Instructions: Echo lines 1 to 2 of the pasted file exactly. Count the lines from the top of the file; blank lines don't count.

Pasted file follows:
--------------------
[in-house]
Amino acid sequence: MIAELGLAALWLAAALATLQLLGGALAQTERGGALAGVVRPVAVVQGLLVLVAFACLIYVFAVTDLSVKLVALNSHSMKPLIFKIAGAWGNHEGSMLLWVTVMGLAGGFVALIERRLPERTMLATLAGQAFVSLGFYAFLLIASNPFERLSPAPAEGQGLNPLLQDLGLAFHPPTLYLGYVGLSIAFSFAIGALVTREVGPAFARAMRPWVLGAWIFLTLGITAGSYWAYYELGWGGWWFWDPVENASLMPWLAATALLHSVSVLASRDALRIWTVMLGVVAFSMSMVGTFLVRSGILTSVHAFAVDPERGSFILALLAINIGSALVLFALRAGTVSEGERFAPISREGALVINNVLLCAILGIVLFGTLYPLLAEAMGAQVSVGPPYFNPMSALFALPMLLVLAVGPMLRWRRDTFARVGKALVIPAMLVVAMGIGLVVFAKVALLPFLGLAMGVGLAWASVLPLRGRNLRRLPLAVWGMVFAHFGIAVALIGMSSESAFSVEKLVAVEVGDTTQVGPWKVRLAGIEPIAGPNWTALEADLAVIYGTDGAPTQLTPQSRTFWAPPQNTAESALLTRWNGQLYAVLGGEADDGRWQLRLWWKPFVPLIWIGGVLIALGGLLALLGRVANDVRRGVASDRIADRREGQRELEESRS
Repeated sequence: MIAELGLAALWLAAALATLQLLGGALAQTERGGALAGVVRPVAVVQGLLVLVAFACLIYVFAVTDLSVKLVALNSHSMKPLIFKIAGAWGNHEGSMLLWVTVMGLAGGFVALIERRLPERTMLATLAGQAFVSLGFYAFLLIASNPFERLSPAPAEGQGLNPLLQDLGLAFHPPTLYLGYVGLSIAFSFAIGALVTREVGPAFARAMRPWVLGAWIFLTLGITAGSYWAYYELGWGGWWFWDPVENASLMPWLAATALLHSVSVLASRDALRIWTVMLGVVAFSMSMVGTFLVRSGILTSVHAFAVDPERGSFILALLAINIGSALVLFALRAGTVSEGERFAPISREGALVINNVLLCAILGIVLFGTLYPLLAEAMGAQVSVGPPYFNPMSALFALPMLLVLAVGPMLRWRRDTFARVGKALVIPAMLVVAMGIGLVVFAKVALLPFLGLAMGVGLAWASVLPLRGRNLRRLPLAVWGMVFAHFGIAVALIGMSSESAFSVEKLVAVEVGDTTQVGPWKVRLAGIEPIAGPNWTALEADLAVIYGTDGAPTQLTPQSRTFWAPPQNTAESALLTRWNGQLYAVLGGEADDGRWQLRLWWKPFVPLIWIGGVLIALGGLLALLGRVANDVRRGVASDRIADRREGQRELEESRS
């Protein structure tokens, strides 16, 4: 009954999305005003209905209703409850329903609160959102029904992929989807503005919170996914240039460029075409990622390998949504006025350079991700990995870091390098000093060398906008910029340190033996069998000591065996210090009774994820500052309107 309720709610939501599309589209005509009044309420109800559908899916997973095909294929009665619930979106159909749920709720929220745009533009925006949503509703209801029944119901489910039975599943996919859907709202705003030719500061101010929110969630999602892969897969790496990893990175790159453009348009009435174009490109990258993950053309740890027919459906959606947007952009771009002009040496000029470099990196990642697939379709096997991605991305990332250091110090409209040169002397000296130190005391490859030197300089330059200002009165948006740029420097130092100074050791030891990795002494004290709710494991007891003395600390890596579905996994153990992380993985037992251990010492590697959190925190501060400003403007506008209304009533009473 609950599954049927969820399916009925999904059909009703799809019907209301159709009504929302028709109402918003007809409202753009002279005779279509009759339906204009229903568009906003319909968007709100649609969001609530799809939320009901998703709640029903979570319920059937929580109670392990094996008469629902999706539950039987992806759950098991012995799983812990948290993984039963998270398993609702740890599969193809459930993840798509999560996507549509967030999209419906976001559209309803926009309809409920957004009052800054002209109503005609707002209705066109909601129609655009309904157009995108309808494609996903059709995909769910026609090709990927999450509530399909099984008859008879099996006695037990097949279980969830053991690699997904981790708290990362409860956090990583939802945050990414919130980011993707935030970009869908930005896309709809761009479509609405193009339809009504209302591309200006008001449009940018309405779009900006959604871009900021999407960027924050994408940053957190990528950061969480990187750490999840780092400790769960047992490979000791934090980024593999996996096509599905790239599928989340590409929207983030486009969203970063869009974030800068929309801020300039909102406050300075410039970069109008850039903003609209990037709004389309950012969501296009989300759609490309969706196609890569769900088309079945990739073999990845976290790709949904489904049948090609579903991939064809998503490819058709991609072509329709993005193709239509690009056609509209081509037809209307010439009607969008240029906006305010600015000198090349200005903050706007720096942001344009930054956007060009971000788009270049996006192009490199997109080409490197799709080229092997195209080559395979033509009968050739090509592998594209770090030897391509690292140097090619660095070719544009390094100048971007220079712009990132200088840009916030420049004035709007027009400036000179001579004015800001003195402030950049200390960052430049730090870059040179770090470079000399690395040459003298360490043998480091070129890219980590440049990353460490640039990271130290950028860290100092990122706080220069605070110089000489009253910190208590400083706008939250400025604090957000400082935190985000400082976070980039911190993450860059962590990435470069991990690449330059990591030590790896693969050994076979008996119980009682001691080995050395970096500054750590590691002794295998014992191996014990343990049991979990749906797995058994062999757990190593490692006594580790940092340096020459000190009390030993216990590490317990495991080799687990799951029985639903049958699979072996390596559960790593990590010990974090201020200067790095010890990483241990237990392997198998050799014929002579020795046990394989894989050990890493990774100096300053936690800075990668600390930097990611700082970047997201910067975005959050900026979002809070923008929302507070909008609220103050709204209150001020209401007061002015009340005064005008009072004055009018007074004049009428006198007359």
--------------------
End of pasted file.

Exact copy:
[in-house]
Amino acid sequence: MIAELGLAALWLAAALATLQLLGGALAQTERGGALAGVVRPVAVVQGLLVLVAFACLIYVFAVTDLSVKLVALNSHSMKPLIFKIAGAWGNHEGSMLLWVTVMGLAGGFVALIERRLPERTMLATLAGQAFVSLGFYAFLLIASNPFERLSPAPAEGQGLNPLLQDLGLAFHPPTLYLGYVGLSIAFSFAIGALVTREVGPAFARAMRPWVLGAWIFLTLGITAGSYWAYYELGWGGWWFWDPVENASLMPWLAATALLHSVSVLASRDALRIWTVMLGVVAFSMSMVGTFLVRSGILTSVHAFAVDPERGSFILALLAINIGSALVLFALRAGTVSEGERFAPISREGALVINNVLLCAILGIVLFGTLYPLLAEAMGAQVSVGPPYFNPMSALFALPMLLVLAVGPMLRWRRDTFARVGKALVIPAMLVVAMGIGLVVFAKVALLPFLGLAMGVGLAWASVLPLRGRNLRRLPLAVWGMVFAHFGIAVALIGMSSESAFSVEKLVAVEVGDTTQVGPWKVRLAGIEPIAGPNWTALEADLAVIYGTDGAPTQLTPQSRTFWAPPQNTAESALLTRWNGQLYAVLGGEADDGRWQLRLWWKPFVPLIWIGGVLIALGGLLALLGRVANDVRRGVASDRIADRREGQRELEESRS